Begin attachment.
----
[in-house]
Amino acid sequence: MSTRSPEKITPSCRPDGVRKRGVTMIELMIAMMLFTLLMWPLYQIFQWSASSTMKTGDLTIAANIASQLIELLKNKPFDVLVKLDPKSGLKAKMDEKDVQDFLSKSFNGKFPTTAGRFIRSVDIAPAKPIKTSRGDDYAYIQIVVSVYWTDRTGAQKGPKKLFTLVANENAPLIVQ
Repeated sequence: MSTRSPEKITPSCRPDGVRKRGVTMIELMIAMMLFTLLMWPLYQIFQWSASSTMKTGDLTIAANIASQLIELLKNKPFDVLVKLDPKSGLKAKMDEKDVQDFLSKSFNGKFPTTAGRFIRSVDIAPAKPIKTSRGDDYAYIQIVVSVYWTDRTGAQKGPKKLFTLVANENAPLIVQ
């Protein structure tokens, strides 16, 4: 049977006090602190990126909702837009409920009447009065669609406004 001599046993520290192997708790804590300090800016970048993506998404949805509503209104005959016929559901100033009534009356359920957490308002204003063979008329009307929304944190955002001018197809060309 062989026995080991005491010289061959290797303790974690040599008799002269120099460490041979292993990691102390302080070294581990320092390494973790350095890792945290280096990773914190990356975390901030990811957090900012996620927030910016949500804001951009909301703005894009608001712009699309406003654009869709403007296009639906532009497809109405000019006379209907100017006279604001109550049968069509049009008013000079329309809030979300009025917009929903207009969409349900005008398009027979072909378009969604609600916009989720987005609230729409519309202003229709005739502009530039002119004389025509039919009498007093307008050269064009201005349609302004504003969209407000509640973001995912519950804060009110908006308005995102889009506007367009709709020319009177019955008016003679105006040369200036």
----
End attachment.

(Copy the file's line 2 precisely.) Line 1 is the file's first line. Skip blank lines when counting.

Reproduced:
Amino acid sequence: MSTRSPEKITPSCRPDGVRKRGVTMIELMIAMMLFTLLMWPLYQIFQWSASSTMKTGDLTIAANIASQLIELLKNKPFDVLVKLDPKSGLKAKMDEKDVQDFLSKSFNGKFPTTAGRFIRSVDIAPAKPIKTSRGDDYAYIQIVVSVYWTDRTGAQKGPKKLFTLVANENAPLIVQ